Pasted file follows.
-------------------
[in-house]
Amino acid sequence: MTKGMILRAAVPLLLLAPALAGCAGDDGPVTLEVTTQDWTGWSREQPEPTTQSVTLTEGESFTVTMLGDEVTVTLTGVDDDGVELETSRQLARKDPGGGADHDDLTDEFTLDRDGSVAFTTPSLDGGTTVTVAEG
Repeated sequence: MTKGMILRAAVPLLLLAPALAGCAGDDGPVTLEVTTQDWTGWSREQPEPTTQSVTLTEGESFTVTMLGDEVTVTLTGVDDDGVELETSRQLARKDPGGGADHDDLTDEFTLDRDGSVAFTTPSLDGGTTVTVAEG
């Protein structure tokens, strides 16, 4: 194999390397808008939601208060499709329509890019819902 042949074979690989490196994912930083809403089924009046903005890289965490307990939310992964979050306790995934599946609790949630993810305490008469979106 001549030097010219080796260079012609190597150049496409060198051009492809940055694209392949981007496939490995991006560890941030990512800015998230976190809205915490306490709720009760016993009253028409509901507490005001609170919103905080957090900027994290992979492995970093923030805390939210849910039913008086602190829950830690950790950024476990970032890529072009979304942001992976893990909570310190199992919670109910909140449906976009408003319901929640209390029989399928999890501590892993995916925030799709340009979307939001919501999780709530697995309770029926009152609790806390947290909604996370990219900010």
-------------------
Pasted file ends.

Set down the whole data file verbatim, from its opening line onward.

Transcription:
[in-house]
Amino acid sequence: MTKGMILRAAVPLLLLAPALAGCAGDDGPVTLEVTTQDWTGWSREQPEPTTQSVTLTEGESFTVTMLGDEVTVTLTGVDDDGVELETSRQLARKDPGGGADHDDLTDEFTLDRDGSVAFTTPSLDGGTTVTVAEG
Repeated sequence: MTKGMILRAAVPLLLLAPALAGCAGDDGPVTLEVTTQDWTGWSREQPEPTTQSVTLTEGESFTVTMLGDEVTVTLTGVDDDGVELETSRQLARKDPGGGADHDDLTDEFTLDRDGSVAFTTPSLDGGTTVTVAEG
């Protein structure tokens, strides 16, 4: 194999390397808008939601208060499709329509890019819902 042949074979690989490196994912930083809403089924009046903005890289965490307990939310992964979050306790995934599946609790949630993810305490008469979106 001549030097010219080796260079012609190597150049496409060198051009492809940055694209392949981007496939490995991006560890941030990512800015998230976190809205915490306490709720009760016993009253028409509901507490005001609170919103905080957090900027994290992979492995970093923030805390939210849910039913008086602190829950830690950790950024476990970032890529072009979304942001992976893990909570310190199992919670109910909140449906976009408003319901929640209390029989399928999890501590892993995916925030799709340009979307939001919501999780709530697995309770029926009152609790806390947290909604996370990219900010």